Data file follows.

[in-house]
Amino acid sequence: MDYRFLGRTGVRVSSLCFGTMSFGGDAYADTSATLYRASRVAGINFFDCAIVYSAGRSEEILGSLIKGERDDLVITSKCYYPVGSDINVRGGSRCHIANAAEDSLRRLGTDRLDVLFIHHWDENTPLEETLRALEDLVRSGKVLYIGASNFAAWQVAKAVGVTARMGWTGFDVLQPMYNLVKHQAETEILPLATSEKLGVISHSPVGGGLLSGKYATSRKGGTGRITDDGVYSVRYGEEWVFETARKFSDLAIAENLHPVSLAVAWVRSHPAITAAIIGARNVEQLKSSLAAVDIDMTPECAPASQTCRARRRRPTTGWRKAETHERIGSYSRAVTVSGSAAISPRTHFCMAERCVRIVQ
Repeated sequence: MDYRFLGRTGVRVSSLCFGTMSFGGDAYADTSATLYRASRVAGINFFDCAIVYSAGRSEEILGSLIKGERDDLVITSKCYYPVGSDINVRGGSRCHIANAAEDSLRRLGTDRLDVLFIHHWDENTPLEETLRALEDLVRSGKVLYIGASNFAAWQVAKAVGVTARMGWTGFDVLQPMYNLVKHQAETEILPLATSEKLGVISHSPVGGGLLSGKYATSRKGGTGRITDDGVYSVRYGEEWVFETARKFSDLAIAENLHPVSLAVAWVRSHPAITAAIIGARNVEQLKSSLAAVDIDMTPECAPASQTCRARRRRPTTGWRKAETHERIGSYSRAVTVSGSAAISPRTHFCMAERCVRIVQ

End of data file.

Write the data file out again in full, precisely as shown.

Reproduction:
[in-house]
Amino acid sequence: MDYRFLGRTGVRVSSLCFGTMSFGGDAYADTSATLYRASRVAGINFFDCAIVYSAGRSEEILGSLIKGERDDLVITSKCYYPVGSDINVRGGSRCHIANAAEDSLRRLGTDRLDVLFIHHWDENTPLEETLRALEDLVRSGKVLYIGASNFAAWQVAKAVGVTARMGWTGFDVLQPMYNLVKHQAETEILPLATSEKLGVISHSPVGGGLLSGKYATSRKGGTGRITDDGVYSVRYGEEWVFETARKFSDLAIAENLHPVSLAVAWVRSHPAITAAIIGARNVEQLKSSLAAVDIDMTPECAPASQTCRARRRRPTTGWRKAETHERIGSYSRAVTVSGSAAISPRTHFCMAERCVRIVQ
Repeated sequence: MDYRFLGRTGVRVSSLCFGTMSFGGDAYADTSATLYRASRVAGINFFDCAIVYSAGRSEEILGSLIKGERDDLVITSKCYYPVGSDINVRGGSRCHIANAAEDSLRRLGTDRLDVLFIHHWDENTPLEETLRALEDLVRSGKVLYIGASNFAAWQVAKAVGVTARMGWTGFDVLQPMYNLVKHQAETEILPLATSEKLGVISHSPVGGGLLSGKYATSRKGGTGRITDDGVYSVRYGEEWVFETARKFSDLAIAENLHPVSLAVAWVRSHPAITAAIIGARNVEQLKSSLAAVDIDMTPECAPASQTCRARRRRPTTGWRKAETHERIGSYSRAVTVSGSAAISPRTHFCMAERCVRIVQ